Buried in the Heart of a Giant
This rich view of an array of colourful stars and gas was captured by the Wide Field Imager (WFI) camera, on the MPG/ESO 2.2-metre telescope at ESO’s La Silla Observatory in Chile. It shows a young open cluster of stars known as NGC 2367, an infant stellar grouping that lies at the centre of an immense and ancient structure on the margins of the Milky Way.
eso1525 — Science Release
Giant Galaxy is Still Growing
New observations with ESO’s Very Large Telescope have revealed that the giant elliptical galaxy Messier 87 has swallowed an entire medium-sized galaxy over the last billion years. For the first time a team of astronomers has been able to track the motions of 300 glowing planetary nebulae to find clear evidence of this event and also found evidence of excess light coming from the remains of the totally disrupted victim.
eso1524 — Science Release
Best Observational Evidence of First Generation Stars in the Universe
Astronomers using ESO’s Very Large Telescope have discovered by far the brightest galaxy yet found in the early Universe and found strong evidence that examples of the first generation of stars lurk within it. These massive, brilliant, and previously purely theoretical objects were the creators of the first heavy elements in history — the elements necessary to forge the stars around us today, the planets that orbit them, and life as we know it. The newly found galaxy, labelled CR7, is three times brighter than the brightest distant galaxy known up to now.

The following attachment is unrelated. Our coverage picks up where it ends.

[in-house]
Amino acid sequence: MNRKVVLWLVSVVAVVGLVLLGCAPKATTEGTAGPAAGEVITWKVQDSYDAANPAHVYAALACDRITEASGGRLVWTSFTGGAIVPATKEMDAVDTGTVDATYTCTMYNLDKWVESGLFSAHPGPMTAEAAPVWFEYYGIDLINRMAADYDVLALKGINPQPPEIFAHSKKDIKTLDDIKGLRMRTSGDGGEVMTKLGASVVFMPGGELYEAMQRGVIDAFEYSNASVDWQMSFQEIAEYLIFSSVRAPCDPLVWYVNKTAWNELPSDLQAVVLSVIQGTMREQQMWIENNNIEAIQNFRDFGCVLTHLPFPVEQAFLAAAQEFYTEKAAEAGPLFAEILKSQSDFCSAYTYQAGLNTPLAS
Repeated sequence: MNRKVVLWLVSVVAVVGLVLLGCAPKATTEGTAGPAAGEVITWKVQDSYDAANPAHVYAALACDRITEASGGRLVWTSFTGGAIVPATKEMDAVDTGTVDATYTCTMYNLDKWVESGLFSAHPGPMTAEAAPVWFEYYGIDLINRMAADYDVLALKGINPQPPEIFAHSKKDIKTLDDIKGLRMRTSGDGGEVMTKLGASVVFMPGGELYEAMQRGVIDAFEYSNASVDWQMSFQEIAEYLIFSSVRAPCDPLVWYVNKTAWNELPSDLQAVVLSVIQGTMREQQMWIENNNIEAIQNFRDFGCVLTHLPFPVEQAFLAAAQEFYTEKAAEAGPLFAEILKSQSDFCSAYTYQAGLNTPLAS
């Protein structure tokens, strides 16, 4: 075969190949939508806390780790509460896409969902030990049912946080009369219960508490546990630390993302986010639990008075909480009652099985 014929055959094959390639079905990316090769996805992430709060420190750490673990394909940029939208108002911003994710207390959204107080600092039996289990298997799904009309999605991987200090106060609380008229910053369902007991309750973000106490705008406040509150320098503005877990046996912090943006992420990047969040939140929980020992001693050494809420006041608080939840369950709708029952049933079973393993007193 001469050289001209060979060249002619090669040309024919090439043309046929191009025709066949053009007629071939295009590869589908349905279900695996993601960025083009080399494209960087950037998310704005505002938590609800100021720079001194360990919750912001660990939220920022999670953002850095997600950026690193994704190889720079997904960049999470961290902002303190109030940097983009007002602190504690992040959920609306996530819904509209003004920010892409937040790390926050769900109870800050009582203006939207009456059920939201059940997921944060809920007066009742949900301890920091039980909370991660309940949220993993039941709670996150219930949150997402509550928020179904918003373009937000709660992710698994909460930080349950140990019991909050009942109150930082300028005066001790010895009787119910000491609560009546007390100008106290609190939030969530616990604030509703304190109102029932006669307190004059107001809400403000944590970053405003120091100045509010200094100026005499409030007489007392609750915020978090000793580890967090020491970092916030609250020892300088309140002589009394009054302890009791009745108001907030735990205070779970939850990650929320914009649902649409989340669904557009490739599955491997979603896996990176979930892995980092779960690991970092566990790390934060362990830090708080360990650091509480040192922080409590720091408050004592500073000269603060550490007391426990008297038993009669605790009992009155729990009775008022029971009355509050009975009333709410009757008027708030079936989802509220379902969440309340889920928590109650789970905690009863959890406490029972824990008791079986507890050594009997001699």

eso1523 — Science Release
A Celestial Butterfly Emerges from its Dusty Cocoon
Some of the sharpest images ever made with ESO’s Very Large Telescope (VLT) have, for the first time, revealed what appears to be an ageing star giving birth to a butterfly-like planetary nebula. These observations of the red giant star L2 Puppis, from the ZIMPOL mode of the newly installed SPHERE instrument, also clearly showed a close companion. The dying stages of stars continue to pose astronomers with many riddles, and the origin of such bipolar nebulae, with their complex and alluring hourglass figures, doubly so. This new imaging mode means that the VLT is currently the sharpest astronomical direct imaging instrument in existence.
eso1522 — Science Release
Sharpest View Ever of Star Formation in the Distant Universe
ALMA’s Long Baseline Campaign has produced a spectacular image of a distant galaxy being gravitationally lensed. The image shows a magnified view of the galaxy’s star-forming regions, the likes of which have never been seen before at this level of detail in a galaxy so remote. The new observations are far sharper than those made using the NASA/ESA Hubble Space Telescope, and reveal star-forming clumps in the galaxy equivalent to giant versions of the Orion Nebula in the Milky Way.
16 July 2015 — ann15058
Paranal Observatory First Choice to Host World’s Largest Array of Gamma-ray Telescopes
19 June 2015 — ann15045
Contract Signed for Final Design and Construction of Largest Adaptive Mirror Unit in the World